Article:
Empathy in Motivational Interviewing: Moving Beyond Reflections

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December 7, 2015 by Nicholas Spence

reflectionEmpathy: “The ability to understand and experience the feelings of another person” is an essential clinical and life skill, which has been shown to be associated with behavioral treatment outcomes.

Far from surprising, empathy is a core principle of motivational interviewing, but there are gaps in the ways we measure this complex concept during an interview session.

This issue was given strict attention in “More Than Reflections: Empathy in Motivational Interviewing Includes Language Style Synchrony Between Therapist and Client,” by Lord et al. (2015) in Behavior Therapy.

Currently, one of the most popular fidelity measures, the Motivational Interviewing Integrity Scale (MITI), is used for assessing the quality of the skills of a motivational interviewer. The assessment includes a rating of empathy for the duration of a session.

As described in the article, “Global therapist empathy on the MITI incorporates an interest and attention to the client’s worldview, active and accurate understanding of the client’s perspective, and evidence of deep understanding of the client beyond what has been explicitly stated.”

Reflective listening has been the predominant focus of linguistic aspects of empathy measures, including the MITI. Reflections come in two main forms: simple reflections (therapist repeats client) and complex reflections (therapist reflects in a deep manner beyond client words).

Beyond reflections, which focus on the interviewer’s ability to understand the content of what the client is saying, this study assessed the utility of the concept called synchrony that is focused on the stylistic aspects of language between the interviewer and client. In other words, in this context, synchrony is concentrated on how content is expressed between the interviewer and client during a session using language style categories, such as personal pronouns, negations, conjunctions, and prepositions, as opposed to what is being said (e.g., nouns and adjectives).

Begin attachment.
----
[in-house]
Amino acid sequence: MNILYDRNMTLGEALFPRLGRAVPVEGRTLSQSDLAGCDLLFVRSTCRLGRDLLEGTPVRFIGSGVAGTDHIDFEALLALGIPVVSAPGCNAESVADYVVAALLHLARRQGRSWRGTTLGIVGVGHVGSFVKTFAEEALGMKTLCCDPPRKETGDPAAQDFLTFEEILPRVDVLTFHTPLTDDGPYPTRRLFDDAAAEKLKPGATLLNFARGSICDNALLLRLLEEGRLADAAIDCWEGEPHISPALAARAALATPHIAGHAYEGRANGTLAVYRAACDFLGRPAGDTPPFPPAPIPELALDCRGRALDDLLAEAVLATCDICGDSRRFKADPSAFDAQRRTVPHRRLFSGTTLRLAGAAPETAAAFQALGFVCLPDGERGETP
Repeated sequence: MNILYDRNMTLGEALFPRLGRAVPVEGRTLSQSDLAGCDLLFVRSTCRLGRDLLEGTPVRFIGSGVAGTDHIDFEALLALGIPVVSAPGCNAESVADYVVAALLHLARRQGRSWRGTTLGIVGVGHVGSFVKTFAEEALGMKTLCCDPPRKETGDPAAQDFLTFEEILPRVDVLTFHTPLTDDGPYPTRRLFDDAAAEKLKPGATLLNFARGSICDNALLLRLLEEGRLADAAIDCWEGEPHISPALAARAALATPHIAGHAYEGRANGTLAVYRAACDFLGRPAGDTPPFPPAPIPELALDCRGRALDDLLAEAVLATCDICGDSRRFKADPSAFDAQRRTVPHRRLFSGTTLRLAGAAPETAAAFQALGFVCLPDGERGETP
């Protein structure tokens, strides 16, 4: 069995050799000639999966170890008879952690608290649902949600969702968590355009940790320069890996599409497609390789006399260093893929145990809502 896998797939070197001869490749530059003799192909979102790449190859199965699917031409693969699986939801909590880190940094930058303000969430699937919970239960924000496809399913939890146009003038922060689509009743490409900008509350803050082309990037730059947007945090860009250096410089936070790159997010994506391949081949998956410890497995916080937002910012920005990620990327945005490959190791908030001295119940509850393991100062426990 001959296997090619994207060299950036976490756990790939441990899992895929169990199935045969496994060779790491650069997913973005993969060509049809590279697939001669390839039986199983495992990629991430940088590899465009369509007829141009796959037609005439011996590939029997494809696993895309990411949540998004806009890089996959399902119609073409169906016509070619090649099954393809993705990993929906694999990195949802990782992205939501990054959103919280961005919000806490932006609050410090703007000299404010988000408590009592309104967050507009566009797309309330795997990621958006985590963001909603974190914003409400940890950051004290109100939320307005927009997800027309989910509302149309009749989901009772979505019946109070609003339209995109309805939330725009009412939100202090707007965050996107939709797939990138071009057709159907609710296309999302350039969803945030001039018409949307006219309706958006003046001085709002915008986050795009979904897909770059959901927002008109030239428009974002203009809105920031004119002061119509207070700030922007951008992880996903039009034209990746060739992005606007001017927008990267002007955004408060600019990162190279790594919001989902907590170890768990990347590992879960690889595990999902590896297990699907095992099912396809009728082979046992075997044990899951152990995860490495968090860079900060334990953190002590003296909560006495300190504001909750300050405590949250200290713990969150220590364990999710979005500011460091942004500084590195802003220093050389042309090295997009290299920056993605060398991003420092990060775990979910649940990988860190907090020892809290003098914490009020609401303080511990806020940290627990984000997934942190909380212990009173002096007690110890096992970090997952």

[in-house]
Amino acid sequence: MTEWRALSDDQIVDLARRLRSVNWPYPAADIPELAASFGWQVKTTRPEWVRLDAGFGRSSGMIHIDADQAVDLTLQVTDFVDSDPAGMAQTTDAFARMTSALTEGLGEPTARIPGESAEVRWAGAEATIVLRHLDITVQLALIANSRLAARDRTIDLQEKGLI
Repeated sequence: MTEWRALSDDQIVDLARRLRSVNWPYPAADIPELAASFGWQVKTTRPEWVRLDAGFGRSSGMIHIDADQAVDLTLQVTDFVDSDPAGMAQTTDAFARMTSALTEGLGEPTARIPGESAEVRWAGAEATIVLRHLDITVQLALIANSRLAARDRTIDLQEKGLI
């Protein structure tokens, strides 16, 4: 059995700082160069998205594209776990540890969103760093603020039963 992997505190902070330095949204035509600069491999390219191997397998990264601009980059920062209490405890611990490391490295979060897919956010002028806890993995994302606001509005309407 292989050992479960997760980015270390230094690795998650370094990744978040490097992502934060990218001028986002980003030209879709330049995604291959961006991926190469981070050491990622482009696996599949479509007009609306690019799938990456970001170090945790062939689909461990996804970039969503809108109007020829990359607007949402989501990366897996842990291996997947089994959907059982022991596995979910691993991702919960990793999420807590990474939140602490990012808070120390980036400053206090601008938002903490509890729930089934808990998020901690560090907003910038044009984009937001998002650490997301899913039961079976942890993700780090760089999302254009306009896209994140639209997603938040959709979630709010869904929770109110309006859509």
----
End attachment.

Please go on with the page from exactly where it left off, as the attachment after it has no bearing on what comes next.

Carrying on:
Using data from a motivational interviewing training study from the National Institute of Drug Abuse affiliated substance abuse treatment facilities in Washington state, 122 MI sessions were rated for empathy (high/low) based on the gestalt global empathy rating of the MITI 3.0, in the form of digital audio and observer ratings. Reflections were measured using behavior counts that basically corresponded with the number of utterances identified as either complex or simple reflections.

The authors sought to assess whether synchrony in language style—matching how statements are phrased—between client and interviewer had any value as an indicator of empathy, beyond reflections. This was accomplished using a language style synchrony measure examining the similarity of word usage across 11 language style categories between the interviewer and client.

They found that motivational interviewing sessions high in empathy were consistent with higher language style synchrony with clients compared to low empathy sessions; and synchrony in language style was useful in predicting empathy beyond traditional measures centered on counts of simple and complex reflections.

Thus, as we aim to enhance fidelity measures that capture the central therapeutic processes of motivational interviewing, including empathy, this should lead to improved training, supervision and skills in the field.

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